Of course, this may not be the first thing you notice watching In the Loop; the smart stuff is buried under sweary, shouty slapstick and very English aghast embarrassed silences. Malcolm spits out insults as new nicknames when he's angry, which is to say constantly, so that Simon's new fresh-faced advisor Toby (Chris Addison), busy making things worse, is called "Frodo" and "Ron Weasley"; James Gandolfini's American military man trying to stop the war is "General Flintstone"; a not-so-innocent bystander gets "the baby from Eraserhead."

And the screenwriting team -- Iannuci, Jesse Armstrong, Simon Blackwell and Tony Roche, with "additional dialogue" by Ian Martin, who the press notes name as 'swearing consultant' -- also have a rich, ripe love of language and absurdity. An American analyst (Anna Chlumsky) writes the controversial paper "Post-War Planning: Parameters, Implications and Possibilities" -- which leads to a sputtering salvo of angry officials trying to bury or praise what they call "PWIPPP" in a spray of syllables. When Malcolm orders Simon to recant, he says that it'll be "easy-peasy-lemon-squeezy." Simon is doubtful: "No, it's going to be difficult-difficult-lemon-difficult."

In the Loop has such intricate and layered jokes, such carefully called-back and smartly referenced running gags that they go beyond comedic genius and into sheer dramatic brilliance. It's got the rat-a-tat dialogue of His Girl Friday and the roaring rage of a Mamet play. Yes, In the Loop is beautifully profane, but it's also a great, cruel political comedy that is actually funny and, more surprisingly, actually political. It's been suggested that In the Loop may not play so well in the Obama era, and that people may not care to see a reminder of the now-bygone Bush years. Obama is the new President of the United States, but he isn't some magically empowered figure like Willy Wonka of the Chocolate Factory or Kal-El of Krypton, and we'd be wise to remember that. Even with inaugural fever running through Sundance like Jonas Brothers madness through a gaggle of girls, the inaugural did not immediately bring American troops home, create peace in the world, erase the financial and human cost of the Iraq war and guarantee that our civil servants would be altruistic, selfless secular saints; In the Loop was inspired by the Iraq war, but it'll be just as funny -- which is just as depressing -- viewed in preparation for the next one.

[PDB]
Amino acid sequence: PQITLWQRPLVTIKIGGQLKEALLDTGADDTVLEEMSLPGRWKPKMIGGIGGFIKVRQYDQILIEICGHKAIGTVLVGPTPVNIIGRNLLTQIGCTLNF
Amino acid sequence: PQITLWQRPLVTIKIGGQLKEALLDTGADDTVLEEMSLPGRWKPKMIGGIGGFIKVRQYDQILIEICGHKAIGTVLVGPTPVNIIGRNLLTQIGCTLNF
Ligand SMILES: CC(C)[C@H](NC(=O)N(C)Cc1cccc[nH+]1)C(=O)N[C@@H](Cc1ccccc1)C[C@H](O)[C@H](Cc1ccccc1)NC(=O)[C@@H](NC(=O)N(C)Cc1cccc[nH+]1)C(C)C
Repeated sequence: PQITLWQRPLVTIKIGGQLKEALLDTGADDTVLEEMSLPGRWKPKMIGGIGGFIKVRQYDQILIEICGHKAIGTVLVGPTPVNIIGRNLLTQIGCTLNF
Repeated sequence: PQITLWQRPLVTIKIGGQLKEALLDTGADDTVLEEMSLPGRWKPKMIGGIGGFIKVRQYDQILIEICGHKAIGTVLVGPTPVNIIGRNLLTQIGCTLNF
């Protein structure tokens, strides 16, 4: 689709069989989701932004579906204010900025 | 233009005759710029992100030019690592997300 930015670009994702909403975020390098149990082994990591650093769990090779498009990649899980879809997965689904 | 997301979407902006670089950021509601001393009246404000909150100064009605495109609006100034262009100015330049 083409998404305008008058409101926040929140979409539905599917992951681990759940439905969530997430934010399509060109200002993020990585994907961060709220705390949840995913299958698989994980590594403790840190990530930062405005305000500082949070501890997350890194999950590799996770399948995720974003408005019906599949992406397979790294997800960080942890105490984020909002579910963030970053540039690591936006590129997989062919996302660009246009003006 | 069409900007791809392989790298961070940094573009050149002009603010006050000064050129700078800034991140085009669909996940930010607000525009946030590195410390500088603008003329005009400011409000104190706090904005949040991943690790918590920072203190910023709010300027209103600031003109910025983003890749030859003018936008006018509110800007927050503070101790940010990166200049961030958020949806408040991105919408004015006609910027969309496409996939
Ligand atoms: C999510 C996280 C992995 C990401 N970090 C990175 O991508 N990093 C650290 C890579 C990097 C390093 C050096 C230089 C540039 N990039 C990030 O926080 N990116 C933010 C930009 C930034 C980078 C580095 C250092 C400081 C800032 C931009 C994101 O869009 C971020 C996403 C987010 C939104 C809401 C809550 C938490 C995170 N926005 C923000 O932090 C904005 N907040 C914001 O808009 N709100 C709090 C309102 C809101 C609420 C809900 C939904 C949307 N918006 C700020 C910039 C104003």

That's because governments are made of people, and we know what people are like, and so does In the Loop. A great sub-plot has Simon, run from pillar to post dealing with the possibility of war and his sudden nomination as head cheerleader for it, being driven mad by a seemingly inconsequential constituent's problem back home. Simon doesn't get it straightened out, because he has bigger fish to fry, but of course he's less concerned with frying fish than he is saving his bacon, and everything goes wrong, wrong, wrong. The American version of In the Loop would undoubtedly, assuredly include at least one character trying to do the right thing for the right reason and good would win out in time for the happy end; what makes In the Loop so painfully funny is that there's no right thing, and no right reason, and the bad sleep well with no end in sight.